At Sensoji, there are two rounds of ceremonies, one starting about 11:00 AM and one at about 2:30 PM. Parents start arriving at least an hour beforehand. They check in, and the babies are given a participation sash. Some put it on their children and some didn’t.
Parents dressed up their children in all kinds of clothes. Some took the “baby sumo” theme very literally and dressed their baby like a sumo. Some dressed them in costumes, like a Marvel character or Monkichi. Most just dressed them up in their best clothes, some more traditional than others. No matter what the babies were wearing, they were all adorable.
Families sat their babies on the stage, and lots of photos were taken. Then the call to line up was put out.
The first part of the ceremony was to line up every baby with one parent. The parade was led by the smiling referee. They walked around the stage a few times, holding up the babies to the audience, pride beaming on everyone’s faces.
The Baby Crying Competition
To begin, the announcer calls up two babies and the sumo wrestlers go pick them up from their parents. The parents happily turn over their infant or toddler to the hulking, near naked men.
The sumos climb back up on the stage and side by side, lift the baby, pretend to drop the baby, jostle the baby, anything to entice them to cry. Some babies have started crying as soon as they are handed over, but really not that many. Most hold out a minute or so and then start wailing.
However, some never cry and now the referee calls in the reinforcements. These are men sitting on the sidelines with scary masks in their hands. The masks are supposed to be bird demons, called “tengu,” and they are a bit scary (source).
The men with the masks don’t really want to scare the babies, but they do their best to gently make them start to cry. Again on some it works, and on some, nothing works.
The rules for this ritual is that the babies are in competition with each other, and the first one that cries wins. If they are both crying, the loudest wins. If neither cries, well, they don’t like that. I only saw it happen once. These two happy-go-lucky toddlers just wouldn’t be scared. Too darn cute!
Can My Baby Participate in the Baby Cry Ritual?
Each shrine holds the baby registration differently. In many places, just showing up and paying the fee is sufficient on the day of the ceremony. However, at Sensoji there are only about 160 slots for the entire day, and as you can imagine there is high competition for these slots.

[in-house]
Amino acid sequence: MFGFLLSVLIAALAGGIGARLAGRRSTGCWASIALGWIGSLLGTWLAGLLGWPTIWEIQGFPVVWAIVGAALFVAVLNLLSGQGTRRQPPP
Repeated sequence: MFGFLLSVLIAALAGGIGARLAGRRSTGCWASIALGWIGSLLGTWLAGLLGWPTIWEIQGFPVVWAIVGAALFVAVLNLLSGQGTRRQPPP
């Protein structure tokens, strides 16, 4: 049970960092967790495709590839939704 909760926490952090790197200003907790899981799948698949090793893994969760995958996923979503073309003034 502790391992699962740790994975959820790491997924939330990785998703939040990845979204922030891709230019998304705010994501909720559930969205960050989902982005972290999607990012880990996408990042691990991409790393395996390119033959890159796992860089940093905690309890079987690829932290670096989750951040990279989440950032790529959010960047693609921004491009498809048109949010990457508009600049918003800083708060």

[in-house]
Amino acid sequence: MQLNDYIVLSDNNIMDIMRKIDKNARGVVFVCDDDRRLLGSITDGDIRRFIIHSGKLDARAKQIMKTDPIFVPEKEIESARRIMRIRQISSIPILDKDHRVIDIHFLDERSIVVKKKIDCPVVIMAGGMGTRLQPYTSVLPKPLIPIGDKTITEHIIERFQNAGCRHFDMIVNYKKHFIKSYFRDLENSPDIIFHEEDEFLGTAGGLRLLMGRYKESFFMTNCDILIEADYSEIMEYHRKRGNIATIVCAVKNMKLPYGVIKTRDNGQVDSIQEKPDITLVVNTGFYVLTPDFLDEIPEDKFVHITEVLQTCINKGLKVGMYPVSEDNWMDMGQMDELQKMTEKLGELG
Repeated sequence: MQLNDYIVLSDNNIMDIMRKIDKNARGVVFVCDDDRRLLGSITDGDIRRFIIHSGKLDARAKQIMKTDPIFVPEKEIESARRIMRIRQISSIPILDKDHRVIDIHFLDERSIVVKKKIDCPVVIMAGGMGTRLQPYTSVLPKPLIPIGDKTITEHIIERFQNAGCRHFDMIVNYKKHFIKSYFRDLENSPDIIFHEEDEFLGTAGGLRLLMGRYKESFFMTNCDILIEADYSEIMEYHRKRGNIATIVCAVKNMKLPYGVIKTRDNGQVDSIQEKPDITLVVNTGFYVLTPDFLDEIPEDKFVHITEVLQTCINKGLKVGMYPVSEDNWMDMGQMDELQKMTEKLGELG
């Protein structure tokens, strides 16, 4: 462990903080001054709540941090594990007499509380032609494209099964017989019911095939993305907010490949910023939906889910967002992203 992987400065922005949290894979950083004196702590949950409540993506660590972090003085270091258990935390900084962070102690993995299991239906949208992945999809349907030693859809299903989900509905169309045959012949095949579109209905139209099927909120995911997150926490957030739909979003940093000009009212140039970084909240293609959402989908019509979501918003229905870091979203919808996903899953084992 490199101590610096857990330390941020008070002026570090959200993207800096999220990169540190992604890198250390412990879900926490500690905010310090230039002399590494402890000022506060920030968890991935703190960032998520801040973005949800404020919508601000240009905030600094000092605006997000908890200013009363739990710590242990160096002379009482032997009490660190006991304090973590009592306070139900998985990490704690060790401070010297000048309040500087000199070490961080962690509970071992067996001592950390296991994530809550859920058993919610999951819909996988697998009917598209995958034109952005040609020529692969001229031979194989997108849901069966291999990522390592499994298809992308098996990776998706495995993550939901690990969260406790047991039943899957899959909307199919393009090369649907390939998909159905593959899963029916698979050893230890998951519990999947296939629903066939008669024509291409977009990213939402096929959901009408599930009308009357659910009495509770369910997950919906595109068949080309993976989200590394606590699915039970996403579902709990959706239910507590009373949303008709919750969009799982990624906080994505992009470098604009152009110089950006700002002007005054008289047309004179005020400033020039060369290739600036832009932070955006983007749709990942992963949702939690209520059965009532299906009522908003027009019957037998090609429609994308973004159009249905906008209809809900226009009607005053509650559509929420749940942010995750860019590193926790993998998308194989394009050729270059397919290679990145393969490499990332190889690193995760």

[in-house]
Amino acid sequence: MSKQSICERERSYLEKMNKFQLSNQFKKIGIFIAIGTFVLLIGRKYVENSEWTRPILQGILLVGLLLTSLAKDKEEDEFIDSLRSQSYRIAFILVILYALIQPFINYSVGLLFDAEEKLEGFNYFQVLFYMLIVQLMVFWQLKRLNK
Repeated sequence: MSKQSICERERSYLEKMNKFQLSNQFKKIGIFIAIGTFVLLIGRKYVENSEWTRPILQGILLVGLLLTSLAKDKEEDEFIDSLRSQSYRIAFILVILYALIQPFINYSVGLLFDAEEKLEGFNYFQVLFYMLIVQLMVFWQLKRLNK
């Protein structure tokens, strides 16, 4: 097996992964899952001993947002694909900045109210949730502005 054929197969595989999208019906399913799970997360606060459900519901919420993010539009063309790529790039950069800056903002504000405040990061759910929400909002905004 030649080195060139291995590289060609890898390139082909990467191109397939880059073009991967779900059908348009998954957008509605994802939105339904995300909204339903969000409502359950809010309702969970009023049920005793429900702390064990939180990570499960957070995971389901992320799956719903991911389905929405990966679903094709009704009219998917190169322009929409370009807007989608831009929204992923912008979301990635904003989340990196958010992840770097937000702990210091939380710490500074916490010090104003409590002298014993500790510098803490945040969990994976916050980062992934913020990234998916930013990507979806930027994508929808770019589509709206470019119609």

In order to make it as fair as possible, parents must sign up for a lottery which costs about 150,000 Yen per child. Then the week before the ceremony, if they received a slot they are contacted.
If you are interested in participating, I would try to find a smaller shrine to do so.
How to Get To The Festival
Sensoji is one of the most iconic temples to visit in Tokyo, so it’s very easy to find. Many lines have stops in Asakusa, and from the station it’s about an 8 minute walk to the temple. It’s very easy to just follow the crowd. You know you are there when you see the huge red lanterns.
To find the Nakizumo ceremony, walk straight back and behind the temple. You will typically fight lots of crowds getting to the temple area, but once you walk around to the backside, it calms down considerably. The day we were there, there were thousands at the temple, but only a couple of hundred at the ceremony. It was much smaller than I expected.
Where to Stay in Asakusa
There are over 300 hotels in the very popular Asakusa area, and I would say it’s a great place to stay for all of your Tokyo vacation.
We like to stay in Dormy Inns and there is one in Asakusa that we can recommend. The Dormy Inn Express has a foot bath, onsen, pajamas, tatami floors, and is a perfect peaceful Japanese hotel. Plus the price is right!
Where to Eat in Asakusa
There are so many restaurants in this area as well. Right by the temple, you will find street food, small izakayas, and tiny restaurants all the way up to large, expensive restaurants.
Here’s a few we can recommend:
- Sometaro – Okonomiyaki – 2 Chome-2-2 Nishiasakusa, Taito City
- Yoroiya Ramen – 1 Chome-36-7 Asakusa, Taito City
- Tendon Tenya – Tempura – 1 Chome-9-2 Asakusa, Taito City
Other Things to Do Nearby
- Tokyo Skytree
- Kappabashi Street
- Ueno Park